There’s nothing quite like the feeling of securing a lower airfare than what you were expecting. Maybe an airline was having a sale; maybe you took advantage of a mistake fare. But there’s also an entire subculture dedicated to figuring out how to get the best fares every time you’re looking to fly. This, in turn, has led to plenty of articles dispelling myths about the costs of flying — including the idea that your browser history could influence the ticket prices you’re seeing.
Now, the authors of a new paper have come up with an even bigger instance of debunking — namely, making the case that most of the things travelers think could have a bearing on the ticket prices they’re seeing don’t have have any bearing on it at all.
That’s the gist of “Organizational Structure and Pricing: Evidence from a Large U.S. Airline,” recently published by The Quarterly Journal of Economics. As the paper’s authors told Dylan Walsh of Phys.org, a lot of the conventional wisdom doesn’t hold up to scientific scrutiny.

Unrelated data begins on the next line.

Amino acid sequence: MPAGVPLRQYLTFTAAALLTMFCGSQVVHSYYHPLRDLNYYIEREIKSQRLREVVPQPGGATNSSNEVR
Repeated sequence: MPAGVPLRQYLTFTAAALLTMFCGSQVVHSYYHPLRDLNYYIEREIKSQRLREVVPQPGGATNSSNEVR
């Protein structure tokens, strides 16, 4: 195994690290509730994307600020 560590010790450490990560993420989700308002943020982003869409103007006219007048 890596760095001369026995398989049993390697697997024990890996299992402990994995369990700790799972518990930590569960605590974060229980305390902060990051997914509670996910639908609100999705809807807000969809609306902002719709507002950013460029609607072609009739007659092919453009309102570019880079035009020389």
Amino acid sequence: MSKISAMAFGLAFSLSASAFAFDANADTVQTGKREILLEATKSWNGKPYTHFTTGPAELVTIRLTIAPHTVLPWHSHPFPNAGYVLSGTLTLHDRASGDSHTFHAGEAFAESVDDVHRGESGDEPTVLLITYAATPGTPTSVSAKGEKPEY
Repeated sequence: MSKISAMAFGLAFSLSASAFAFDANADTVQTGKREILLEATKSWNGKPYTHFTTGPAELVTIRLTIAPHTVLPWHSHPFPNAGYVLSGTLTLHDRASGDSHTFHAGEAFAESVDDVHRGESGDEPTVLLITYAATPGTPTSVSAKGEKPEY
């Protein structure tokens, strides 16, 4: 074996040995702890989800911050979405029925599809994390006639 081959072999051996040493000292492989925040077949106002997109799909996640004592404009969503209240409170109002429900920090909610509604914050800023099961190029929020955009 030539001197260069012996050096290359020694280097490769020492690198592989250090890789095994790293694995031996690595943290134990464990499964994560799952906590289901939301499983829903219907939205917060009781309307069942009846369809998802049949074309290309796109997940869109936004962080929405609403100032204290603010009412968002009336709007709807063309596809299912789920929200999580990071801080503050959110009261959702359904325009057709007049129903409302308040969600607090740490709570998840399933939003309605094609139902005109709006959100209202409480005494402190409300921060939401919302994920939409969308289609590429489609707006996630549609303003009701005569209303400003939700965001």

That includes some unexpected details from the academics’ work. Olivia Natan, who teaches at the Haas School of Business, told Walsh about an interesting clash within airlines themselves. “We talked to all of these managers who said the pricing team doesn’t know what it’s doing,” Natan said.
As for whether a buyer’s location could have an impact on the airfares they’re seeing, Natan was skeptical there as well. “Airline tickets are sold through global distribution systems that make sure a travel agent in Wichita sees the same price as you do on your computer at home,” she told Phys.org.
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In their paper’s abstract, the authors noted that “airline pricing is not well approximated by a model of the firm as a unitary decision-maker.” There are plenty of things to focus on when buying a plane ticket; the work done by Natan and her collaborators is a good indication for the things out of travelers’ control.
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